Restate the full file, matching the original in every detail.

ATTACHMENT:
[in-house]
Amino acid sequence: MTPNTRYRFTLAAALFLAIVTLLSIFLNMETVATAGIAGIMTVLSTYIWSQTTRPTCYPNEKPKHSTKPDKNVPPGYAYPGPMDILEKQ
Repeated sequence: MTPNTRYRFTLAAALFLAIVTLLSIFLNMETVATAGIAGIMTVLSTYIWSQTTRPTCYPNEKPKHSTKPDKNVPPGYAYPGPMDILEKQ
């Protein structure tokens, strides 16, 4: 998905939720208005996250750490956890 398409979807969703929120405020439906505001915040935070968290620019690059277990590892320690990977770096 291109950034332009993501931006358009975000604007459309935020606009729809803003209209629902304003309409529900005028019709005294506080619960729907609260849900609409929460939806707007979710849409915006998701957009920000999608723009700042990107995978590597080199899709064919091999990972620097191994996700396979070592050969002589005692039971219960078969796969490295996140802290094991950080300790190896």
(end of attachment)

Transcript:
[in-house]
Amino acid sequence: MTPNTRYRFTLAAALFLAIVTLLSIFLNMETVATAGIAGIMTVLSTYIWSQTTRPTCYPNEKPKHSTKPDKNVPPGYAYPGPMDILEKQ
Repeated sequence: MTPNTRYRFTLAAALFLAIVTLLSIFLNMETVATAGIAGIMTVLSTYIWSQTTRPTCYPNEKPKHSTKPDKNVPPGYAYPGPMDILEKQ
């Protein structure tokens, strides 16, 4: 998905939720208005996250750490956890 398409979807969703929120405020439906505001915040935070968290620019690059277990590892320690990977770096 291109950034332009993501931006358009975000604007459309935020606009729809803003209209629902304003309409529900005028019709005294506080619960729907609260849900609409929460939806707007979710849409915006998701957009920000999608723009700042990107995978590597080199899709064919091999990972620097191994996700396979070592050969002589005692039971219960078969796969490295996140802290094991950080300790190896």